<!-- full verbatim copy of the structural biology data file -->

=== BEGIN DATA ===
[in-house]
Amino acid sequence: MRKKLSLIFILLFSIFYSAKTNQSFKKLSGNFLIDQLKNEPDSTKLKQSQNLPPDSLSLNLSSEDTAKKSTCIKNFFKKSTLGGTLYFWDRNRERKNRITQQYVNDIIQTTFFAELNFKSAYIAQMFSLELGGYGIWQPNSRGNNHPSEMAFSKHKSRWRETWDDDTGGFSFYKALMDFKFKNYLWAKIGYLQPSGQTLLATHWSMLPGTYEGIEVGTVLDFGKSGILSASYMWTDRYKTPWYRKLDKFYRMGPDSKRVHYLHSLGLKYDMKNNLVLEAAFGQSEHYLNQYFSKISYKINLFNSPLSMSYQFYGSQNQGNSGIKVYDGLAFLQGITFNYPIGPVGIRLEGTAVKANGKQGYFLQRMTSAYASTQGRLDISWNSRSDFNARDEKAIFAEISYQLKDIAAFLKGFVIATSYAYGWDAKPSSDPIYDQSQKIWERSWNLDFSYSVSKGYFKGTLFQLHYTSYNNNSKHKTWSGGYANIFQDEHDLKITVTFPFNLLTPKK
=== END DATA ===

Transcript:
[in-house]
Amino acid sequence: MRKKLSLIFILLFSIFYSAKTNQSFKKLSGNFLIDQLKNEPDSTKLKQSQNLPPDSLSLNLSSEDTAKKSTCIKNFFKKSTLGGTLYFWDRNRERKNRITQQYVNDIIQTTFFAELNFKSAYIAQMFSLELGGYGIWQPNSRGNNHPSEMAFSKHKSRWRETWDDDTGGFSFYKALMDFKFKNYLWAKIGYLQPSGQTLLATHWSMLPGTYEGIEVGTVLDFGKSGILSASYMWTDRYKTPWYRKLDKFYRMGPDSKRVHYLHSLGLKYDMKNNLVLEAAFGQSEHYLNQYFSKISYKINLFNSPLSMSYQFYGSQNQGNSGIKVYDGLAFLQGITFNYPIGPVGIRLEGTAVKANGKQGYFLQRMTSAYASTQGRLDISWNSRSDFNARDEKAIFAEISYQLKDIAAFLKGFVIATSYAYGWDAKPSSDPIYDQSQKIWERSWNLDFSYSVSKGYFKGTLFQLHYTSYNNNSKHKTWSGGYANIFQDEHDLKITVTFPFNLLTPKK